Searching a Thousand Radio Pulsars for Gamma-Ray Emission


Smith, D. A. ; Bruel, P. ; Cognard, I.; Cameron, A. D.; Camilo, F. ; Dai, S.; Guillemot, L. ; Johnson, T. J.; Johnston, S. ; Keith, M. J.; Kerr, M. ; Kramer, M. ; Lyne, A. G. ; Manchester, R. N. ; Shannon, R. ; Sobey, C. ; Stappers, B. W. ; Weltevrede, P.


Identifying as many gamma-ray pulsars as possible in the Fermi Large Area Telescope (LAT) data helps test pulsar emission models by comparing predicted and observed properties for a large, varied sample with as little selection bias as possible. It also improves extrapolations from the observed population to estimate the contribution of unresolved pulsars to the diffuse gamma-ray emission. We use a recently developed method to determine the probability that a given gamma-ray photon comes from a known position in the sky, convolving the photon's energy with the LAT's energy-dependent point-spread function, without the need for an accurate spatial and spectral model of the gamma-ray sky around the pulsar. The method is simple and fast and, importantly, provides probabilities, or weights, for gamma-rays from pulsars too faint for phase-integrated detection. We applied the method to over a thousand pulsars for which we obtained rotation ephemerides from radio observations, and discovered gamma-ray pulsations from 16 pulsars, 12 young and 4 recycled. PSR J2208+4056 has spindown power (E) over dot = 8 x 10(32) erg s(-1), about three times lower than the previous observed gamma-ray emission "deathline." PSRs J2208+4056 and J1816-0755 have radio interpulses, constraining their geometry and perhaps enhancing their gamma-ray luminosity. We discuss whether the deathline is an artifact of selection bias due to the pulsar distance.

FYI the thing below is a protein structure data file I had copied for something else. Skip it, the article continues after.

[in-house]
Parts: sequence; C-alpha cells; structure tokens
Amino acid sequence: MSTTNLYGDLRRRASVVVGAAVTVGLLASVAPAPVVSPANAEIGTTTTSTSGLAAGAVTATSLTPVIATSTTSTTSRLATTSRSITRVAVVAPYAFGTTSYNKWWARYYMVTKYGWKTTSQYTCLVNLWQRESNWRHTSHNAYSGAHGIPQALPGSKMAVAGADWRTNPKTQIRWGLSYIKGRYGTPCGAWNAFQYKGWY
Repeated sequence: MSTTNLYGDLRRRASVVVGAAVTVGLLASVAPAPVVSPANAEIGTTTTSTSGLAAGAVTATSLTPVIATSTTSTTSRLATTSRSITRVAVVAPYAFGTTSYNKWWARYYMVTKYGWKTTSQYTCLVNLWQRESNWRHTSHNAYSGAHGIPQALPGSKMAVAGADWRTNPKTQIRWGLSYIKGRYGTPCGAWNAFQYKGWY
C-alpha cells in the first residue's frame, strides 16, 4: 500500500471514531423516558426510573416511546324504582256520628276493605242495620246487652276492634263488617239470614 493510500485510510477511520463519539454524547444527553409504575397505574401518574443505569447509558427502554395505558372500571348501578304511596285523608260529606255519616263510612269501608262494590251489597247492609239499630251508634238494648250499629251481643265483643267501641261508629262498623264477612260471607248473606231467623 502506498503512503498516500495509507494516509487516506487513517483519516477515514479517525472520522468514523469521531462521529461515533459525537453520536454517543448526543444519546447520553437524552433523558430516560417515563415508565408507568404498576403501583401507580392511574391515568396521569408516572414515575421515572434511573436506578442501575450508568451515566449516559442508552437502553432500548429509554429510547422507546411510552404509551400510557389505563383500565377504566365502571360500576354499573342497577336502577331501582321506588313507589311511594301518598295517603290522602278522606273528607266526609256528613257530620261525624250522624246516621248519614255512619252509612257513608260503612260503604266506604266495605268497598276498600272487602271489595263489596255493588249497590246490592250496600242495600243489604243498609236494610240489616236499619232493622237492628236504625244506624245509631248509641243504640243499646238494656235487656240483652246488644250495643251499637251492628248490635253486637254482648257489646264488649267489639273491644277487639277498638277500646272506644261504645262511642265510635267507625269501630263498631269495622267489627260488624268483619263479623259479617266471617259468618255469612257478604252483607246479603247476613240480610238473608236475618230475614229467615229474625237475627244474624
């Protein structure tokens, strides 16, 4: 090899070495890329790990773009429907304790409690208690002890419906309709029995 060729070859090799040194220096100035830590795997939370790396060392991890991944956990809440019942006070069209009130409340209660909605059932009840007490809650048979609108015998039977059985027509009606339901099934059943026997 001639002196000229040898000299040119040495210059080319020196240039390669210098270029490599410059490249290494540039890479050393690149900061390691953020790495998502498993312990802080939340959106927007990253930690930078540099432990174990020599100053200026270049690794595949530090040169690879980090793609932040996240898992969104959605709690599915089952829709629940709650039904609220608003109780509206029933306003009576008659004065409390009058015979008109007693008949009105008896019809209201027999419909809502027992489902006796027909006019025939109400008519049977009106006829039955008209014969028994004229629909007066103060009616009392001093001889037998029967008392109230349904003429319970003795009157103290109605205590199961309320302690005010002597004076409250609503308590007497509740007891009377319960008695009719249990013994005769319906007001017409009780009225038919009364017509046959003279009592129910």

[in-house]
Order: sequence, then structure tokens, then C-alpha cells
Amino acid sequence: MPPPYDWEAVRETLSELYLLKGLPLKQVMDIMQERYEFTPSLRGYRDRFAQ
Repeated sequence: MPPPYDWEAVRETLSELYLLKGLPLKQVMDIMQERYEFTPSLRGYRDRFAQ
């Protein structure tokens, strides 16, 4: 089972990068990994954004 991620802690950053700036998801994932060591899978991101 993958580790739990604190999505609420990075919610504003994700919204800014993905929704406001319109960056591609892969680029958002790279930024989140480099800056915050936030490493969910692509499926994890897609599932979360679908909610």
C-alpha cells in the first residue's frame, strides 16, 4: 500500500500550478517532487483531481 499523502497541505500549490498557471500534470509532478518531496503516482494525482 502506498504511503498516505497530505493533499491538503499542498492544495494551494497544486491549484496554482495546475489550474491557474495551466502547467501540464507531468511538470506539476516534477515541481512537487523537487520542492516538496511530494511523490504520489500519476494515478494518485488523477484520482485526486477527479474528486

Publication year


Publication type

Journal article


The Astrophysical Journal, Vol. 871, no. 1 (Jan 2019), article no. 78




American Astronomical Society


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